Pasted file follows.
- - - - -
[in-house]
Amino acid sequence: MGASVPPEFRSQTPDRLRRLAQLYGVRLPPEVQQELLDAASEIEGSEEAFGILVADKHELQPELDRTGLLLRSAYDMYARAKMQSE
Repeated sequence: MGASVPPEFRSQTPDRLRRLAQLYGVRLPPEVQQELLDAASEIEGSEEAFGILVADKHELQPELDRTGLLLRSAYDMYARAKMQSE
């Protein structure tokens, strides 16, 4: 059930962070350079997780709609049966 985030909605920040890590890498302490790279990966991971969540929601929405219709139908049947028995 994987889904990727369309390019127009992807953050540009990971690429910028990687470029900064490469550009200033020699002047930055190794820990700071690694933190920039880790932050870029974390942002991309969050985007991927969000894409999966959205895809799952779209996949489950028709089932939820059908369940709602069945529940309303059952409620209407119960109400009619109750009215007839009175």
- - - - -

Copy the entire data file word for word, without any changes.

[in-house]
Amino acid sequence: MGASVPPEFRSQTPDRLRRLAQLYGVRLPPEVQQELLDAASEIEGSEEAFGILVADKHELQPELDRTGLLLRSAYDMYARAKMQSE
Repeated sequence: MGASVPPEFRSQTPDRLRRLAQLYGVRLPPEVQQELLDAASEIEGSEEAFGILVADKHELQPELDRTGLLLRSAYDMYARAKMQSE
């Protein structure tokens, strides 16, 4: 059930962070350079997780709609049966 985030909605920040890590890498302490790279990966991971969540929601929405219709139908049947028995 994987889904990727369309390019127009992807953050540009990971690429910028990687470029900064490469550009200033020699002047930055190794820990700071690694933190920039880790932050870029974390942002991309969050985007991927969000894409999966959205895809799952779209996949489950028709089932939820059908369940709602069945529940309303059952409620209407119960109400009619109750009215007839009175």